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Linux Serial Console Driver Lands Patch For Possible ~25% Performance Improvement

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  • mlau
    replied
    Originally posted by Alex/AT View Post
    16550 UARTs FIFO support was missing all that time?
    Holy moly. I thought it's 2022 already, but it's more like 1982 there then.
    No. What was missing was FIFO handling of the serial console codeparts in the 8250 driver. Up until this change, the 8250 serial console just put 1 byte into the tx fifo and waited until it was sent to put in the next one.

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  • discordian
    replied
    Originally posted by JEBjames View Post
    The UART FIFO queue can reduces CPU load (fewer interrupts). But even pre-486 PCs can easily max out a 16550 sending a byte at a time?

    Not sure how it could make that big a speed difference as quoted in the article?

    Task switching that broken? Insert Spectre/Meltdown/RandomCPUBugOfTheWeek?

    I'm confused.
    Typically you write to registers that sit on a really really slow bus, or even worse you need to poll if you can write (effectively giving your CPU i486 era speed). One access can easily take some microseconds, which is forever on current systems, so meanwhile other interrupts/work will be queued and you swap around processes and irq handlers frequently.
    This is not limited to UARTS, some modern hardware like Intel's i210 network controllers have this behavior as well. You need to use DMA or things come to a crawl.

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  • jabl
    replied
    Originally posted by tuxd3v View Post
    This are the oldest devices around, from the time of 486's, Pentiums, or newer, by other word's...obsolete

    Nowadays, the buffers are superior to 1KB, I believe, but it will depend on the hardware you have..
    Per wikipedia, the 16550 was originally introduced in 1987, which was actually before the 486. That being said, they are still around. Not in the original form, but some tiny speck of dust in the corner of the system chipset that emulates the original device. So still limited by the 16 byte buffer. On my laptop (that doesn't even have a rs-232 port):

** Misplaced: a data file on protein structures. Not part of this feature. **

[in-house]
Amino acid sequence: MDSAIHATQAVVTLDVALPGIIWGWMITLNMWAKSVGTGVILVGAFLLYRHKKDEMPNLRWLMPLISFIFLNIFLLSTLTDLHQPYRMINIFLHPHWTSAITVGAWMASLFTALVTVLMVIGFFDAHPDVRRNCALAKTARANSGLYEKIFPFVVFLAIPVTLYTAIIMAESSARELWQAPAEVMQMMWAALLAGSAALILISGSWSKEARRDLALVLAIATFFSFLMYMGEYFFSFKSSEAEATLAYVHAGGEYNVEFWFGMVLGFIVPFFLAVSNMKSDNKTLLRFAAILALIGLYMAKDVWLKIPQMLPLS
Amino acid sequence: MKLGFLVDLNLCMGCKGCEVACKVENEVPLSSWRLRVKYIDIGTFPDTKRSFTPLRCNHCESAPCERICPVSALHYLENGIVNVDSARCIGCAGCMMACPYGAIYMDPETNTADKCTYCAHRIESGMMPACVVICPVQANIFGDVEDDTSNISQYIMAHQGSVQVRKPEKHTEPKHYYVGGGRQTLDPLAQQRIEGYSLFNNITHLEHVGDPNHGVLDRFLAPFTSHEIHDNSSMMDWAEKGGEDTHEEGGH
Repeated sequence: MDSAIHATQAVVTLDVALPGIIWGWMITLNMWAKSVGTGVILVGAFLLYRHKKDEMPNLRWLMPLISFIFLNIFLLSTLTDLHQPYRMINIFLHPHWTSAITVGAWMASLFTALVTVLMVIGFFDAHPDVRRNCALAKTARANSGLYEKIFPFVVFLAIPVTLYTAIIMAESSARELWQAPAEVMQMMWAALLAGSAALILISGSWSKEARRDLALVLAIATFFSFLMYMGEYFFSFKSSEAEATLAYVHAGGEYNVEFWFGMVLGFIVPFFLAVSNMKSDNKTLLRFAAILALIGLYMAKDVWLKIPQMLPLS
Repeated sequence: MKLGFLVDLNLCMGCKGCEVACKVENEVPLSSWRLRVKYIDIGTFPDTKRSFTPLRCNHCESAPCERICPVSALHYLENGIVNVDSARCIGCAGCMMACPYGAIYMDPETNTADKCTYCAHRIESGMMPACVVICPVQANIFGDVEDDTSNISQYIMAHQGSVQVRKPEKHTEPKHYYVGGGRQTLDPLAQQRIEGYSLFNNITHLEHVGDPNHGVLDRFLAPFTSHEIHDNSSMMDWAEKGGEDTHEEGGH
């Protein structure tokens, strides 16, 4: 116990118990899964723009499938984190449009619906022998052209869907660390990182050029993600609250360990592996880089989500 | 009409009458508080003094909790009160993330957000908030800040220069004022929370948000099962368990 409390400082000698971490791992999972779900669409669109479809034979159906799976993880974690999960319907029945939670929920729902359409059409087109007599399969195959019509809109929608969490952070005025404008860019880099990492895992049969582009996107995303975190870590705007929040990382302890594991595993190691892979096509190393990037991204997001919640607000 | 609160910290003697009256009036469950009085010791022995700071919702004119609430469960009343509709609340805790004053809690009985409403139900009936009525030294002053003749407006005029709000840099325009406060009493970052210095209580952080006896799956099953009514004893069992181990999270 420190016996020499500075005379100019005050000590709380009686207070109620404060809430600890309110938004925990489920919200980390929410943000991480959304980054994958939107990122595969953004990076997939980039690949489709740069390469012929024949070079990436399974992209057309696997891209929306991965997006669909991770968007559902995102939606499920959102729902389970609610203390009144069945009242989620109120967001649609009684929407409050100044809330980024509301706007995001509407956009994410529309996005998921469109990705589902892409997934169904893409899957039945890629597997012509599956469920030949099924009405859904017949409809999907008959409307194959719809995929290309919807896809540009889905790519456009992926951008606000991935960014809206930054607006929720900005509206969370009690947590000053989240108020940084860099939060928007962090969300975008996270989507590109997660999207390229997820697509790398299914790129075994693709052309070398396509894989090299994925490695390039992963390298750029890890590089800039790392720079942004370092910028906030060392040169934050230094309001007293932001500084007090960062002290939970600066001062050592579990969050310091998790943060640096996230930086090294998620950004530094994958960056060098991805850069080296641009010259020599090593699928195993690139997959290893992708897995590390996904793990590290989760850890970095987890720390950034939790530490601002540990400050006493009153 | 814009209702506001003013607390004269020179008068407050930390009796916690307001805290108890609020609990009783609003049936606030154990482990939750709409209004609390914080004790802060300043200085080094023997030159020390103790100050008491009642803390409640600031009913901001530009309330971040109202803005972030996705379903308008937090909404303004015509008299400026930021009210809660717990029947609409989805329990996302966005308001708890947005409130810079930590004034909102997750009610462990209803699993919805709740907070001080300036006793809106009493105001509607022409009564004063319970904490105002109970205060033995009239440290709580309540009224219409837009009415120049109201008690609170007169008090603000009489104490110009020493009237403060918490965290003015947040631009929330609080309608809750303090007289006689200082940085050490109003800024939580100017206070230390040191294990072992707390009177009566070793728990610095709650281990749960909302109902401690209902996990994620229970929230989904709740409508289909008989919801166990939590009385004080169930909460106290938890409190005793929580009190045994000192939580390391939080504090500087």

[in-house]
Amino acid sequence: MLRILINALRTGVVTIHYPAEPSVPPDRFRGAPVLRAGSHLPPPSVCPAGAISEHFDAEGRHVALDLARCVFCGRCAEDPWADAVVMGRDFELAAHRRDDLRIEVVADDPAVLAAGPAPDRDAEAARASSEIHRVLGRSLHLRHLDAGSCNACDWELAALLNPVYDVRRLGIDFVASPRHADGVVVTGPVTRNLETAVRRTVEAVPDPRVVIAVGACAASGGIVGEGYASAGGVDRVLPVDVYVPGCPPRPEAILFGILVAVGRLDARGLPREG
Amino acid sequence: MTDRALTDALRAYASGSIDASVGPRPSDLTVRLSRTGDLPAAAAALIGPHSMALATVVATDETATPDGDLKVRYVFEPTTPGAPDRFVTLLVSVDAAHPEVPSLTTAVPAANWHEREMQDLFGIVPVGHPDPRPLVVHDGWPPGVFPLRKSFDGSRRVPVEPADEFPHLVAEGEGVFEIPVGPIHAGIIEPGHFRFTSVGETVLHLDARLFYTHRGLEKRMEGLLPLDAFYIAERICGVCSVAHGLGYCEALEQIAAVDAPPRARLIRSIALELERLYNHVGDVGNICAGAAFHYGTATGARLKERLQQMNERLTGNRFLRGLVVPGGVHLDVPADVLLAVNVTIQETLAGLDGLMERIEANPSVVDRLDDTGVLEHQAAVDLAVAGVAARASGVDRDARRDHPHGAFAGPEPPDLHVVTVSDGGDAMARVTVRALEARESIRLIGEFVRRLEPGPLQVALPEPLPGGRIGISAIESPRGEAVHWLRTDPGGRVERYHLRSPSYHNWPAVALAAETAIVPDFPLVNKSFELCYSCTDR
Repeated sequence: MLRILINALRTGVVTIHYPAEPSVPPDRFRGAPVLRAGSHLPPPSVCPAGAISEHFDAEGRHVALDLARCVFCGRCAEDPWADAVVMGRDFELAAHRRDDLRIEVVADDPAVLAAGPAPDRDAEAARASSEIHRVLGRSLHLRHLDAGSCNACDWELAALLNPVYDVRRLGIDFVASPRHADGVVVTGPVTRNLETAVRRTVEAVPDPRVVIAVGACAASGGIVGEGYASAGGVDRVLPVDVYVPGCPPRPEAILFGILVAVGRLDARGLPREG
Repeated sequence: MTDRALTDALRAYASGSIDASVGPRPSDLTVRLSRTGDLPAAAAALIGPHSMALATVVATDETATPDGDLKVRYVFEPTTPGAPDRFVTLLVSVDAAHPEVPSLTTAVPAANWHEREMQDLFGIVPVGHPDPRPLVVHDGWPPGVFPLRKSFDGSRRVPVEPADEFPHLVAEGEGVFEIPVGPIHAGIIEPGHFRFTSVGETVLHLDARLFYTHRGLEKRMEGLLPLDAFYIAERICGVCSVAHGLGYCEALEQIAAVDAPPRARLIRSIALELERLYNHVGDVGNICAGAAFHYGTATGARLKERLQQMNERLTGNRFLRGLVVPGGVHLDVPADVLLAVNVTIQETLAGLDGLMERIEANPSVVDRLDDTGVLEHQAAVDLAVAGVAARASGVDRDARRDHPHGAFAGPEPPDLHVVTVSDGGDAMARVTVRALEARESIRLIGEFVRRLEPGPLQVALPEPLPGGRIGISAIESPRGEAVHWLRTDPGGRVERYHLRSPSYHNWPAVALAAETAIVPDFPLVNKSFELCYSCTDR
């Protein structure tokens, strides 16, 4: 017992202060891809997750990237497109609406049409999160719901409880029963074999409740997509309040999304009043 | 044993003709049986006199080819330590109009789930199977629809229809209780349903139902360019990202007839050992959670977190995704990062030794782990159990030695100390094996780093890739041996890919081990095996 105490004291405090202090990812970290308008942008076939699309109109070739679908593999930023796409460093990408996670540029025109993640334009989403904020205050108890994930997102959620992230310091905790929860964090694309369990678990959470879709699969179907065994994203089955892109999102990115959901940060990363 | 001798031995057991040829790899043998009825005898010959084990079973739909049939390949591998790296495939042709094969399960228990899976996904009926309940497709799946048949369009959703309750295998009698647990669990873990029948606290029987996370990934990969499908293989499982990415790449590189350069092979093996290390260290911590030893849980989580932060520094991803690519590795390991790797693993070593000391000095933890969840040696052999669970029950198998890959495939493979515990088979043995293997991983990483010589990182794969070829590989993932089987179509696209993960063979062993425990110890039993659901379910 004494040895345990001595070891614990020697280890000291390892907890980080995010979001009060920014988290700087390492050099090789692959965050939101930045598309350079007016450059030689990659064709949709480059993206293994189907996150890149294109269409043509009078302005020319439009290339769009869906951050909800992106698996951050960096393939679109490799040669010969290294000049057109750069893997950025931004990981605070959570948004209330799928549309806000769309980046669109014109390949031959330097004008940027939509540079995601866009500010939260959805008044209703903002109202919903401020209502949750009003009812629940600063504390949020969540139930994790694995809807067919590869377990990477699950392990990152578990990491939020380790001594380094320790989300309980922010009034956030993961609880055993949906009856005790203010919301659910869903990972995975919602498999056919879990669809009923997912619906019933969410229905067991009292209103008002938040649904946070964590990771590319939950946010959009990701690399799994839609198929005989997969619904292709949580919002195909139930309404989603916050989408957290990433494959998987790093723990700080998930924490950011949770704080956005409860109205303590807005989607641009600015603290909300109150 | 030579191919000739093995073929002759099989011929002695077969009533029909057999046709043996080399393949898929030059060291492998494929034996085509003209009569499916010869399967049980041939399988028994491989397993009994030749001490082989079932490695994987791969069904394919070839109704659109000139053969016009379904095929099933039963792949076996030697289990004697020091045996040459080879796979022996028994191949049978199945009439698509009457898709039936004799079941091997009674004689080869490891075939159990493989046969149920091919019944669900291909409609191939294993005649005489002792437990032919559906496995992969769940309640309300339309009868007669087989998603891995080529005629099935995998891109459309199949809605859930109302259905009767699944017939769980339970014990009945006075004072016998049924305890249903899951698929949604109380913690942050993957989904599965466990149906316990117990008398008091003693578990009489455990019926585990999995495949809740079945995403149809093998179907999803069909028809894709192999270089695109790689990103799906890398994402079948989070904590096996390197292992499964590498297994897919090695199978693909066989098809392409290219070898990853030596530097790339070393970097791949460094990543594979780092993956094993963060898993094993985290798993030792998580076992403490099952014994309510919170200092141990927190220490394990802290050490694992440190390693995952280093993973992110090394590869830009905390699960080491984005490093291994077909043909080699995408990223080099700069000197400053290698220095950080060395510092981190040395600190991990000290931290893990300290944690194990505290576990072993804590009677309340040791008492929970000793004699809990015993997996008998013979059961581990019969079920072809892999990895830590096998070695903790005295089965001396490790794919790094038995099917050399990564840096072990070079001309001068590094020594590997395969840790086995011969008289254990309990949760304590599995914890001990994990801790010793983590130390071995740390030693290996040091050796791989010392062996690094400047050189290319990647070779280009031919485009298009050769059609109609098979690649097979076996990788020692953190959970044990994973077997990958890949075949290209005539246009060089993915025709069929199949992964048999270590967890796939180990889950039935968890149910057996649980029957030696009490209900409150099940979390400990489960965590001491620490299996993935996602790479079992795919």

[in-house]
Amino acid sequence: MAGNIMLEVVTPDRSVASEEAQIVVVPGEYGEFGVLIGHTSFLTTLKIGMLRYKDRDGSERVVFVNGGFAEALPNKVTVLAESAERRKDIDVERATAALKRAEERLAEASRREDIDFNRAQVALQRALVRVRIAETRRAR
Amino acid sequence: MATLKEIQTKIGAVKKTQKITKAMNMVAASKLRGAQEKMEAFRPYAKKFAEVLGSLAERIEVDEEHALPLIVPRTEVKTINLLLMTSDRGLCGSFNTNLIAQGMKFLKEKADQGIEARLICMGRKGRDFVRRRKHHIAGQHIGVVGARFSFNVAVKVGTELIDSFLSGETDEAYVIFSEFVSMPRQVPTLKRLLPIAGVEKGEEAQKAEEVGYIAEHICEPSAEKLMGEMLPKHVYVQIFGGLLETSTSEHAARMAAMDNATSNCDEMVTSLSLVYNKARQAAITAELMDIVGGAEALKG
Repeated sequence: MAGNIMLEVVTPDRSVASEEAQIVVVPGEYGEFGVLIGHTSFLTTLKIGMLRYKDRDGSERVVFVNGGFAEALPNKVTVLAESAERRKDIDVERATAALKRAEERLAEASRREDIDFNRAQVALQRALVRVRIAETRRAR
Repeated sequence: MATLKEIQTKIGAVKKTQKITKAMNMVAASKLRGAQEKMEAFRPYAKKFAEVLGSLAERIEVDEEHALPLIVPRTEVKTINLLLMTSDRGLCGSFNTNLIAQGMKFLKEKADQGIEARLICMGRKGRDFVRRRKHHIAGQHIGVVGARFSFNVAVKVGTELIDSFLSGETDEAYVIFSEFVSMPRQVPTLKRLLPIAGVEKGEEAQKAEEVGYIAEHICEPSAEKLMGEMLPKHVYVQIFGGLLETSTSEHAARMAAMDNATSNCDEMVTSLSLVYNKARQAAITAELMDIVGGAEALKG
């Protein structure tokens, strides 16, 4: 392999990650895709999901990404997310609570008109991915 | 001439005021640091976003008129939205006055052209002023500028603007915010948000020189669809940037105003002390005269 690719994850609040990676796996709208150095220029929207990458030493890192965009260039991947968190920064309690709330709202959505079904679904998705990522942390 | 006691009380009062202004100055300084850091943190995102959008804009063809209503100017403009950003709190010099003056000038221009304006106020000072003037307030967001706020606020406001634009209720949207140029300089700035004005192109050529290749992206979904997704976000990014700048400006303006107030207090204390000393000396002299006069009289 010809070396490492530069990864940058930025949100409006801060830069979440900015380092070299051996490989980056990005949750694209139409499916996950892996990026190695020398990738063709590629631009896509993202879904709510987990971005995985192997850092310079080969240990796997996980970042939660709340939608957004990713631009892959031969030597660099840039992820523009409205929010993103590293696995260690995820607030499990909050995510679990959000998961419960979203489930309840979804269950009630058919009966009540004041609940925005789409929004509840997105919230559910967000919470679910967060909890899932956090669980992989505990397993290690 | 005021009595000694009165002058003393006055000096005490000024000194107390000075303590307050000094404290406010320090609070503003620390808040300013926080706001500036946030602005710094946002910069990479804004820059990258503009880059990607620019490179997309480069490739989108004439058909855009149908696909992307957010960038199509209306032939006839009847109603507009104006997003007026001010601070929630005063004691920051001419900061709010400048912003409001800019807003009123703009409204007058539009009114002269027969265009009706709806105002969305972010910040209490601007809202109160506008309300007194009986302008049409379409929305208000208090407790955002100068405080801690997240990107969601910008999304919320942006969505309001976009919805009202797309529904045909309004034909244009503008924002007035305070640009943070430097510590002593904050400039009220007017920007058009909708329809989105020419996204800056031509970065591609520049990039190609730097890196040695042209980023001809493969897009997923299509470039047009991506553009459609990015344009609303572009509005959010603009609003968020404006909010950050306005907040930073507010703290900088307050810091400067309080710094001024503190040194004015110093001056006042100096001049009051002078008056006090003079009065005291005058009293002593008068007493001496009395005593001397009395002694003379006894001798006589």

Code:
    $ dmesg|grep ttyS
    [ 2.332159] 0000:00:16.3: ttyS4 at I/O 0x3060 (irq = 19, base_baud = 115200) is a 16550A
    [ 69.425124] dw-apb-uart.1: ttyS5 at MMIO 0x604110f000 (irq = 20, base_baud = 115200) is a 16550A
    Last edited by jabl; 13 January 2022, 08:27 AM. Reason: Better dmesg quote

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  • Quackdoc
    replied
    I think serial will probably be one of the few things that will never die in the tech world

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  • jabl
    replied
    Originally posted by set135
    Just to note, the guy was trying to run at 115200, which was getting less throughput on a 'slower' machine, but working as expected on a 'faster' machine. To put that in perspective, most actual serial terminals were lucky to run at 9600, and the most you could pump out the telephone wires (ignoring compression) was 57600. Personally, the hardest I generally drove serial ports was for dial-up modems, and of course for actual consoles and printers much slower speeds were used, so its not too suprising that not many people would have noticed this... I have an actual DEC vt320 hooked up to my machines serial port as a console, and you can configure that to run at 19200, but the terminal itself cannot actually keep up with text at that speed, so I run it at 9600. (It might be able to process SIXEL data at the higher speed... I should try that.)